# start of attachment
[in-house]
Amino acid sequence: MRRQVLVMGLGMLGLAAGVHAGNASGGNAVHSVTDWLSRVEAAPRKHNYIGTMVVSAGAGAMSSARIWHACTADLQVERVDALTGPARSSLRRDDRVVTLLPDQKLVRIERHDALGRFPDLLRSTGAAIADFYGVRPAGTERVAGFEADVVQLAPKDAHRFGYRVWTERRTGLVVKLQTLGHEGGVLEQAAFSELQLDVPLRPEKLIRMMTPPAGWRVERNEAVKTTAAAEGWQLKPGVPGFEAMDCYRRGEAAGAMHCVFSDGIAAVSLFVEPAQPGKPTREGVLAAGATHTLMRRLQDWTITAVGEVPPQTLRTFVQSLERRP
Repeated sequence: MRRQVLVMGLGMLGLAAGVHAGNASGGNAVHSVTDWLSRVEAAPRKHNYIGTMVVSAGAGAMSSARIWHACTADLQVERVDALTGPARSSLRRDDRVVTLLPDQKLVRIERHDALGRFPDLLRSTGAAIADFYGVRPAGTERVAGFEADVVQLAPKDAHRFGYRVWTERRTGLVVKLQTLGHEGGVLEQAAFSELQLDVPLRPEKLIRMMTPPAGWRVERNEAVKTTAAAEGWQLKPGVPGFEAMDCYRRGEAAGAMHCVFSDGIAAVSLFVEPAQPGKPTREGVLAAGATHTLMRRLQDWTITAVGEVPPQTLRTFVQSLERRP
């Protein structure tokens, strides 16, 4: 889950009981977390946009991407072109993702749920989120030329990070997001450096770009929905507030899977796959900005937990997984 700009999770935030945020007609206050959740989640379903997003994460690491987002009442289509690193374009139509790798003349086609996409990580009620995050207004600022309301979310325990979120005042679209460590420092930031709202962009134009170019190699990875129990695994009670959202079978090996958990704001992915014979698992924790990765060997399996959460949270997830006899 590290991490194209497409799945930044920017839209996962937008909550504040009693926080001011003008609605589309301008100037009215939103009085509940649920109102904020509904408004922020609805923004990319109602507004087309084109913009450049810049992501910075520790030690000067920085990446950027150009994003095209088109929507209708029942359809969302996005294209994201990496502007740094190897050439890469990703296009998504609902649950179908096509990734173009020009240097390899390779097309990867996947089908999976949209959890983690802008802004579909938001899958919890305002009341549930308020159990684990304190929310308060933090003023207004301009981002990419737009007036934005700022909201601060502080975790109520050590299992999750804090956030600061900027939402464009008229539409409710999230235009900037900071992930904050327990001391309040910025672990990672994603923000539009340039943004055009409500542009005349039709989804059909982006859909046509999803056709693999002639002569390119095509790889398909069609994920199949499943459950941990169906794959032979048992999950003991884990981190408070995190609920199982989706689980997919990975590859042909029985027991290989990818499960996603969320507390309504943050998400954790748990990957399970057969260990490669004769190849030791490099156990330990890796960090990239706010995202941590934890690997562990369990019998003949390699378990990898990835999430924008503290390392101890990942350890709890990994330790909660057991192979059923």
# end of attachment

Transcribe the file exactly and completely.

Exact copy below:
[in-house]
Amino acid sequence: MRRQVLVMGLGMLGLAAGVHAGNASGGNAVHSVTDWLSRVEAAPRKHNYIGTMVVSAGAGAMSSARIWHACTADLQVERVDALTGPARSSLRRDDRVVTLLPDQKLVRIERHDALGRFPDLLRSTGAAIADFYGVRPAGTERVAGFEADVVQLAPKDAHRFGYRVWTERRTGLVVKLQTLGHEGGVLEQAAFSELQLDVPLRPEKLIRMMTPPAGWRVERNEAVKTTAAAEGWQLKPGVPGFEAMDCYRRGEAAGAMHCVFSDGIAAVSLFVEPAQPGKPTREGVLAAGATHTLMRRLQDWTITAVGEVPPQTLRTFVQSLERRP
Repeated sequence: MRRQVLVMGLGMLGLAAGVHAGNASGGNAVHSVTDWLSRVEAAPRKHNYIGTMVVSAGAGAMSSARIWHACTADLQVERVDALTGPARSSLRRDDRVVTLLPDQKLVRIERHDALGRFPDLLRSTGAAIADFYGVRPAGTERVAGFEADVVQLAPKDAHRFGYRVWTERRTGLVVKLQTLGHEGGVLEQAAFSELQLDVPLRPEKLIRMMTPPAGWRVERNEAVKTTAAAEGWQLKPGVPGFEAMDCYRRGEAAGAMHCVFSDGIAAVSLFVEPAQPGKPTREGVLAAGATHTLMRRLQDWTITAVGEVPPQTLRTFVQSLERRP
């Protein structure tokens, strides 16, 4: 889950009981977390946009991407072109993702749920989120030329990070997001450096770009929905507030899977796959900005937990997984 700009999770935030945020007609206050959740989640379903997003994460690491987002009442289509690193374009139509790798003349086609996409990580009620995050207004600022309301979310325990979120005042679209460590420092930031709202962009134009170019190699990875129990695994009670959202079978090996958990704001992915014979698992924790990765060997399996959460949270997830006899 590290991490194209497409799945930044920017839209996962937008909550504040009693926080001011003008609605589309301008100037009215939103009085509940649920109102904020509904408004922020609805923004990319109602507004087309084109913009450049810049992501910075520790030690000067920085990446950027150009994003095209088109929507209708029942359809969302996005294209994201990496502007740094190897050439890469990703296009998504609902649950179908096509990734173009020009240097390899390779097309990867996947089908999976949209959890983690802008802004579909938001899958919890305002009341549930308020159990684990304190929310308060933090003023207004301009981002990419737009007036934005700022909201601060502080975790109520050590299992999750804090956030600061900027939402464009008229539409409710999230235009900037900071992930904050327990001391309040910025672990990672994603923000539009340039943004055009409500542009005349039709989804059909982006859909046509999803056709693999002639002569390119095509790889398909069609994920199949499943459950941990169906794959032979048992999950003991884990981190408070995190609920199982989706689980997919990975590859042909029985027991290989990818499960996603969320507390309504943050998400954790748990990957399970057969260990490669004769190849030791490099156990330990890796960090990239706010995202941590934890690997562990369990019998003949390699378990990898990835999430924008503290390392101890990942350890709890990994330790909660057991192979059923």